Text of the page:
At the Food Commission, an independent food watchdog that welcomed the setting up of the FSA, concern is now mounting over the FSA's handling of BSE. "We were looking for an agency that would be more open than MAFF (Ministry of Agriculture, Fisheries and Food) and make fewer blunders," says the commission's Dr Tim Lobstein. "What we've got is an agency that is a bit more
open, but is still making blunders.

About half the representation at its BSE 'stakeholder' meetings has come from the meat industry. As a result, the agency was actually considering lifting the ban that prevents cattle over 30 months going into the food chain. Following research showing how the disease could be transmitted through blood transfusion and the increase in human deaths from vCJD (variant CJD), it had to drop the idea."

On its ability to combat food poisoning, the FSA is also found wanting. "The FSA is a complete charade," says Dr Richard North, food poisoning authority and research director for Europe of Democracies and Diversities. "The FSA has been sidelined by the European Commission, which has quietly taken over control of food safety policy and enforcement. Sir John is effectively the head of a branch office of the new European Food Authority, and is left playing around with trivia in areas not covered by the commission's initiatives."

For an illustration of this point, look no further than the FSA's recent revelations that 30% of frozen chickens contain more water than is legal. It is an old food scam that has been exposed repeatedly over the years by independent organisations such as the Consumers' Association and Food Commission, and numerous trading standards departments.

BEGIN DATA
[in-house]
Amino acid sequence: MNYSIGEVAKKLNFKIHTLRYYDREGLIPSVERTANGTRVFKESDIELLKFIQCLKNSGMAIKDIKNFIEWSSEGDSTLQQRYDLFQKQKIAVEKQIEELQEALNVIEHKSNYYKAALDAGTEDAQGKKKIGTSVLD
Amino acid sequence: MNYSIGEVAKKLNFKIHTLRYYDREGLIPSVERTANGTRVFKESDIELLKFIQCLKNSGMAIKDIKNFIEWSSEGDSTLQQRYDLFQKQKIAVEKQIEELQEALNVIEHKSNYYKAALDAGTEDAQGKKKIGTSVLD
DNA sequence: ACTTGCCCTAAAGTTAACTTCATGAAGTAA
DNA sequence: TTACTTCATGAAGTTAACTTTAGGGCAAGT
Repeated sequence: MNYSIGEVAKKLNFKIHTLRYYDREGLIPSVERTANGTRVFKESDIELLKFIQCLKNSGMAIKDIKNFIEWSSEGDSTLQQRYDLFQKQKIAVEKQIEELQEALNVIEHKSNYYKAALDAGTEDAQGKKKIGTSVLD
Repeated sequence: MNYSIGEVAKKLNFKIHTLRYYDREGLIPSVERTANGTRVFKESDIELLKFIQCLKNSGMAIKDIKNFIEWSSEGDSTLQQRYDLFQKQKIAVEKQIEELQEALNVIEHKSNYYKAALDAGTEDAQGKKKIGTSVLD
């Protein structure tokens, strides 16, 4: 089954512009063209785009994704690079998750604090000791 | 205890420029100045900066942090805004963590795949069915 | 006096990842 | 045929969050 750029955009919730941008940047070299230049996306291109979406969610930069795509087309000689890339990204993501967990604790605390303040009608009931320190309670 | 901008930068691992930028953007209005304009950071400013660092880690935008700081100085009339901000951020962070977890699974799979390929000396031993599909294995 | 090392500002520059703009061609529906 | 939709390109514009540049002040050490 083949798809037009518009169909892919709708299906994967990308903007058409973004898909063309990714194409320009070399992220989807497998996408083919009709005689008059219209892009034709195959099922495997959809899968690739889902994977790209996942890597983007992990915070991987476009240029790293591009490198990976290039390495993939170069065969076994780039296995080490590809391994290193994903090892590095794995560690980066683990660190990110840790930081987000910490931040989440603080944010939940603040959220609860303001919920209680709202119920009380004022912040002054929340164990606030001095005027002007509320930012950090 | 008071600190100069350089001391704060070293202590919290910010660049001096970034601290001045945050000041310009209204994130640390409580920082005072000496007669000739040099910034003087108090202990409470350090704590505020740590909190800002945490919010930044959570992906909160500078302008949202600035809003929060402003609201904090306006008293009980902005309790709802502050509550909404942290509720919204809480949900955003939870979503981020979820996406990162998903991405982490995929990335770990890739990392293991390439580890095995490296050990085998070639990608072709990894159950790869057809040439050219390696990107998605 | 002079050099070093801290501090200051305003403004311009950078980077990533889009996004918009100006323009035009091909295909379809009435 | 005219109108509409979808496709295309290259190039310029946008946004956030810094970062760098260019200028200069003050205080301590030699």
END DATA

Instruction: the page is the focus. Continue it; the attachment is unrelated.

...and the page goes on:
It is politically safe territory, though - unlike the contamination of farmers' conventional seed with GM seed, urgent information that the FSA sat on for five whole weeks. So, the question now needs to be asked, is the old Machiavellian MAFF culture that brought us BSE in the first place now reasserting itself in the FSA? "So many of the civil servants are ex-MAFF or Department of Health, and the board is loaded with people without a relevant background in food policy," says Tim
Lang, professor of food policy at Thames Valley University. North agrees: "Sir John is coming like a baby to an  intensely political subject and being made to stick to the old MAFF orthodoxy by civil service minders."

And Dr Lobstein goes even further: "Sir John's lack of experience in food leaves him open to manipulation by civil servants and the food industry." The FSA, meanwhile, denies that any of this is the case: "Sir John is coming from a position of independent, objective scientific assessment with no predisposition to one view or another," a spokesperson says.

But if the FSA is to be anything more than a useless and expensive clone of MAFF, it needs to represent informed consumer opinion. Post-BSE, consumers have shown very clearly what kind of food they trust: it's no coincidence, after all, that our supermarkets are now brimming with organic food, while GM food is being forced off the shelves. Yet the FSA seems to be pursuing a curiously contrary agenda with its annual budget of pounds 140 million, most of which is financed from the public purse.

What's the point of a consumer watchdog that's totally out of step with what consumers want?

www. greenpeace. org.uk has a guide on GM supermarket foods. [Entered November 6, 2000]